Global Security Requires Sustainable Food System

Global Security Requires Sustainable Food Systems

As climate change intensifies, the world’s food supply becomes increasingly at risk; and as the ensuing crisis in Ukraine demonstrates, widespread food insecurity and global instability will exacerbate one another. Though global leaders recognize the increasing threat, the question remains as to what a sustainable food system looks like in a globalized world. A report released by the Global Alliance for the Future of Food (GAFF) may present a new model for state and non-state actors to transform and stabilize national food systems based on the analysis of initiatives undertaken by 14 countries worldwide.

Why This Matters

Food supply around the world is already in jeopardy due to planetary warming and global conflict. According to the most recent IPCC report, global yields of staple crops such as rice, corn, and wheat are likely to drop by 10-25% for each degree of warming above 1.1 degrees Celsius. Additionally, given the globalized nature of food systems, food shortages will reach far beyond the geographical region where production occurs. Ukraine and Russia, for example, ordinarily produce 30% of the world’s wheat. With farmers currently unable to produce at optimal levels, countries across the Middle East and North Africa face severe food shortages.

MSNBC: War In Ukraine Threatens To Cause Global food Shortage, March 21, 2022.

Four Case Studies

Food systems are powerless to external forces (like conflict and climate) while also responsible for a large portion of global emissions. For these reasons, the GAFF study suggests localized, regenerative food systems to increase resiliency and decrease climate impacts. According to DW, four countries included in the report have food systems that could serve as models.

  • Bangladesh is one of the world’s leading rice and fish producers, but climate-change-powered flooding has severely impacted production. To improve resiliency, the global nonprofit WorldFish is working to intertwine these two processes in a community-based production system. Also, farmers are beginning to use fish droppings as natural fertilizers, which provides many benefits including lowered agricultural emissions.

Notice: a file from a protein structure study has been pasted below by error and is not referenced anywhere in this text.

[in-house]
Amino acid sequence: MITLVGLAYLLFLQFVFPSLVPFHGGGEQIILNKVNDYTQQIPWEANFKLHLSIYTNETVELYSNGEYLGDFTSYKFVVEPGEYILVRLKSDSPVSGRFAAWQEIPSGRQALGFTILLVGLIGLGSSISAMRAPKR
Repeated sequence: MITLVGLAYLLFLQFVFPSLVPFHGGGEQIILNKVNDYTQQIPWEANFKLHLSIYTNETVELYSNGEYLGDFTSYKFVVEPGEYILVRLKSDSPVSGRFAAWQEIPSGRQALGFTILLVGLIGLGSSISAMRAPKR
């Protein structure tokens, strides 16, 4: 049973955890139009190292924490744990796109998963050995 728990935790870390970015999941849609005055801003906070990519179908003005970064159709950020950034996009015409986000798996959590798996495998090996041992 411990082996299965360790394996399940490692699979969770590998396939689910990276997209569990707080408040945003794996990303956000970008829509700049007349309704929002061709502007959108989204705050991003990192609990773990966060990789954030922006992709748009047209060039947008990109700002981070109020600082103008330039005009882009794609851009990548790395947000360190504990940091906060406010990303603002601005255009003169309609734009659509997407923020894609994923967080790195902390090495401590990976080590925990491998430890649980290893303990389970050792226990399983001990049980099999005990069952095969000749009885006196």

• In Egypt, a country composed almost entirely of desert landscapes, reliance on food imports is becoming increasingly unstable. A sustainable development initiative called SEKEM is currently working to increase self-sufficient production in the country through "desert greening” measures, such as tree planting to increase soil fertility.
  • Senegal is one of the only countries with climate targets that explicitly address the issue of sustainable food production. By undertaking measures relating to soil restoration, supply chain efficiency, and localization, the country has progressed in addressing agricultural emissions and widespread food insecurity.
  • Many US communities suffer from food insecurity. Still, 35% of all food goes unsold or uneaten. Cutting wastage could be beneficial for emissions, and nonprofits such as ReFED are working to address this systemic issue. Additionally, decreasing meat production and consumption within the country is vital to emissions reduction.

Through these case studies, lowering agricultural emissions, cutting waste, and improving resiliency along with community-based production are key actionable items presented by researchers.

NASA: Climate Change Could Affect Global Agriculture Within 10 Years, November 1, 2021.

Cornell University: Climate change reduced farming productivity by 21% since 1961, April 1, 2021.

DW: The future of farming in Africa - Fighting climate change and conflict, May 29, 2021.